The European Union in peace operations : limits of policy-making and military implementation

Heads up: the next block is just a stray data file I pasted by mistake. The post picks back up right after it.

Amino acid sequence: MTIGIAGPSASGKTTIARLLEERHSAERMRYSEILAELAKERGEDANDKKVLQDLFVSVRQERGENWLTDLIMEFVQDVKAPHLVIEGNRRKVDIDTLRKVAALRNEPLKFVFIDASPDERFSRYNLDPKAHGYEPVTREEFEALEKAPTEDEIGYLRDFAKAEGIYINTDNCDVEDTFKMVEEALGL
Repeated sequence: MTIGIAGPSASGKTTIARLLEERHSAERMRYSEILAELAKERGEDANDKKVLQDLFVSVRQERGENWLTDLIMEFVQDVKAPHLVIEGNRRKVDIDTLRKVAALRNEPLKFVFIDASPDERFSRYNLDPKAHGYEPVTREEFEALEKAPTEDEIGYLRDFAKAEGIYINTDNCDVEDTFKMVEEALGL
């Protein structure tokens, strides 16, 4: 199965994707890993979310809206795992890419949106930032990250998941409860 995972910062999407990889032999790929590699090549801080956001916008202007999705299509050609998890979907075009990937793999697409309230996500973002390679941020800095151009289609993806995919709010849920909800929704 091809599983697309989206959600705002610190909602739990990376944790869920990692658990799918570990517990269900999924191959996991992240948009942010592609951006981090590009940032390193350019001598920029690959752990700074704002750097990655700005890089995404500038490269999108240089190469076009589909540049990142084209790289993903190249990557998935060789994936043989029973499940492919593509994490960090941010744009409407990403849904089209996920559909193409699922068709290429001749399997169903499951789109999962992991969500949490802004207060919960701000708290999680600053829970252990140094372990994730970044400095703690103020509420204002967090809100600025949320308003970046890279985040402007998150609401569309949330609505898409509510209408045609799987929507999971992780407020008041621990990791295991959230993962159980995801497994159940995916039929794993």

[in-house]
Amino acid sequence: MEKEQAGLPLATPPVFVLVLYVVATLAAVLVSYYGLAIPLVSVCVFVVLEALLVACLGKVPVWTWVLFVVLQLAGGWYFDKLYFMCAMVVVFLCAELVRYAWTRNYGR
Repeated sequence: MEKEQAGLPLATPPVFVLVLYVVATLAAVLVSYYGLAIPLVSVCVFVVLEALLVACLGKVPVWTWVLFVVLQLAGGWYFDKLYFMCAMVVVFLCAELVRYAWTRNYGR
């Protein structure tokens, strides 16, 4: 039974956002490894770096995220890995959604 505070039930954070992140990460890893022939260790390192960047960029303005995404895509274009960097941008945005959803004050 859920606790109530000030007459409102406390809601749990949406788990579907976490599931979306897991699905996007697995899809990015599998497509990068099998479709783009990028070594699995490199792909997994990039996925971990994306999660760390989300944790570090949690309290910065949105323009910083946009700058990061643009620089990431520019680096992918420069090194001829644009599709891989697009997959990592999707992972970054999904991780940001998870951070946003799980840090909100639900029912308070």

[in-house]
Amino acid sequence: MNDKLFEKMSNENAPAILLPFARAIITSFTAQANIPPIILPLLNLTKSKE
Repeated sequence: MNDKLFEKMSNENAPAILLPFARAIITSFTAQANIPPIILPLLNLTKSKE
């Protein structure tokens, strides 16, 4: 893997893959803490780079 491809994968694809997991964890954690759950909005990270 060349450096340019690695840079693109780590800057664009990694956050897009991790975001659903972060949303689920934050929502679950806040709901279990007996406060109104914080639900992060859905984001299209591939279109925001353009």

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The 1992 European Union (EU) Common Foreign and Security Policy (CFSP, Maastricht Treaty) marked a turning point in the trans-Atlantic relationship. The Balkan conflicts and broader political changes in the 1990s compelled the EU to assume more responsibility in peace operations. The EU's 60,000 strong Rapid Reaction Force (RRF) is planned to be operational in 2003. Will the EU be able to conduct Petersberg-type peace operations? This thesis analyzes policy and military shortfalls of the Balkan peacekeeping effort. Questions about the legitimacy of armed humanitarian interventions, about difficulties in common policy formulation and translation to sound military objectives are the core problems of civil-military relations in European peace operations. The case studies focus on the EU failure to resolve the Bosnian crises between 1992-95, and on the gaps between NATO policies and military objectives in the operations of 'Implementation Force' in Bosnia and 'Allied Force' in Kosovo. The thesis considers developments in EU CFSP institutions and EU-NATO relationship as well as the EU's response to terrorist attacks on September 11 2001. The thesis argues that the difficulty in EU CFSP formulation limits the effective use of RRF in military operations.
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